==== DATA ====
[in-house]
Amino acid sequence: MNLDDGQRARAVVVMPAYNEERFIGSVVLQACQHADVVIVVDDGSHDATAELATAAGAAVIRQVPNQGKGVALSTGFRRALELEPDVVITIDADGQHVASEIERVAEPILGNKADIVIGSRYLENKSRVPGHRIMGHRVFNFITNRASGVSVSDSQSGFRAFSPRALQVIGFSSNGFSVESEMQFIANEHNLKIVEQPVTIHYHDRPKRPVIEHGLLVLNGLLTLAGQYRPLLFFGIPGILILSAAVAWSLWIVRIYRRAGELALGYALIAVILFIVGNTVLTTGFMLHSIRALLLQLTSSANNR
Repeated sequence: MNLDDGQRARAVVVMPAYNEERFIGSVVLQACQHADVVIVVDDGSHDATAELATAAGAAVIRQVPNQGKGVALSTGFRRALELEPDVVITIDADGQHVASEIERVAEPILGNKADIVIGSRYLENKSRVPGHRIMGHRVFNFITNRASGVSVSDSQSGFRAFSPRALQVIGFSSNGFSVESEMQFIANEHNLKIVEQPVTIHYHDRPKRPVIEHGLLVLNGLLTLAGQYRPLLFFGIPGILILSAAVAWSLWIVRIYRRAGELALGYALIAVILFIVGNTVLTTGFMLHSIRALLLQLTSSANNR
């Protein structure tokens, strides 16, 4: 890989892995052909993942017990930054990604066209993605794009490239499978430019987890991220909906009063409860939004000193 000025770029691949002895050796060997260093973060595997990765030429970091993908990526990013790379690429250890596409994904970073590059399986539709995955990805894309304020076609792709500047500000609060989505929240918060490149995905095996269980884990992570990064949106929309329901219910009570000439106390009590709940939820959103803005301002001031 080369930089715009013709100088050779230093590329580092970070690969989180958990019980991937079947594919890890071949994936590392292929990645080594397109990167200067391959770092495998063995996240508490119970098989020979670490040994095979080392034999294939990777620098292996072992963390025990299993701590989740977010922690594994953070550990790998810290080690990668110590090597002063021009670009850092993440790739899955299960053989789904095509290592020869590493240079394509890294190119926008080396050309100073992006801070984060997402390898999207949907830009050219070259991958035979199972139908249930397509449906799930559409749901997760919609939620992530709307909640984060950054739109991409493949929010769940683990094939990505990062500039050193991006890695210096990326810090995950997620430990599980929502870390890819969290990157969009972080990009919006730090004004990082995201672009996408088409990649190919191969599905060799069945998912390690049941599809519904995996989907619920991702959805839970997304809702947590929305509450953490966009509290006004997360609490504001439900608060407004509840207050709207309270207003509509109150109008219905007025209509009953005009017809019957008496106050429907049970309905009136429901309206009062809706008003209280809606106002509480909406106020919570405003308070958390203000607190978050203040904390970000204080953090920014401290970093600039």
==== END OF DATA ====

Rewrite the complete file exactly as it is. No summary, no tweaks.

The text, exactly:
[in-house]
Amino acid sequence: MNLDDGQRARAVVVMPAYNEERFIGSVVLQACQHADVVIVVDDGSHDATAELATAAGAAVIRQVPNQGKGVALSTGFRRALELEPDVVITIDADGQHVASEIERVAEPILGNKADIVIGSRYLENKSRVPGHRIMGHRVFNFITNRASGVSVSDSQSGFRAFSPRALQVIGFSSNGFSVESEMQFIANEHNLKIVEQPVTIHYHDRPKRPVIEHGLLVLNGLLTLAGQYRPLLFFGIPGILILSAAVAWSLWIVRIYRRAGELALGYALIAVILFIVGNTVLTTGFMLHSIRALLLQLTSSANNR
Repeated sequence: MNLDDGQRARAVVVMPAYNEERFIGSVVLQACQHADVVIVVDDGSHDATAELATAAGAAVIRQVPNQGKGVALSTGFRRALELEPDVVITIDADGQHVASEIERVAEPILGNKADIVIGSRYLENKSRVPGHRIMGHRVFNFITNRASGVSVSDSQSGFRAFSPRALQVIGFSSNGFSVESEMQFIANEHNLKIVEQPVTIHYHDRPKRPVIEHGLLVLNGLLTLAGQYRPLLFFGIPGILILSAAVAWSLWIVRIYRRAGELALGYALIAVILFIVGNTVLTTGFMLHSIRALLLQLTSSANNR
């Protein structure tokens, strides 16, 4: 890989892995052909993942017990930054990604066209993605794009490239499978430019987890991220909906009063409860939004000193 000025770029691949002895050796060997260093973060595997990765030429970091993908990526990013790379690429250890596409994904970073590059399986539709995955990805894309304020076609792709500047500000609060989505929240918060490149995905095996269980884990992570990064949106929309329901219910009570000439106390009590709940939820959103803005301002001031 080369930089715009013709100088050779230093590329580092970070690969989180958990019980991937079947594919890890071949994936590392292929990645080594397109990167200067391959770092495998063995996240508490119970098989020979670490040994095979080392034999294939990777620098292996072992963390025990299993701590989740977010922690594994953070550990790998810290080690990668110590090597002063021009670009850092993440790739899955299960053989789904095509290592020869590493240079394509890294190119926008080396050309100073992006801070984060997402390898999207949907830009050219070259991958035979199972139908249930397509449906799930559409749901997760919609939620992530709307909640984060950054739109991409493949929010769940683990094939990505990062500039050193991006890695210096990326810090995950997620430990599980929502870390890819969290990157969009972080990009919006730090004004990082995201672009996408088409990649190919191969599905060799069945998912390690049941599809519904995996989907619920991702959805839970997304809702947590929305509450953490966009509290006004997360609490504001439900608060407004509840207050709207309270207003509509109150109008219905007025209509009953005009017809019957008496106050429907049970309905009136429901309206009062809706008003209280809606106002509480909406106020919570405003308070958390203000607190978050203040904390970000204080953090920014401290970093600039």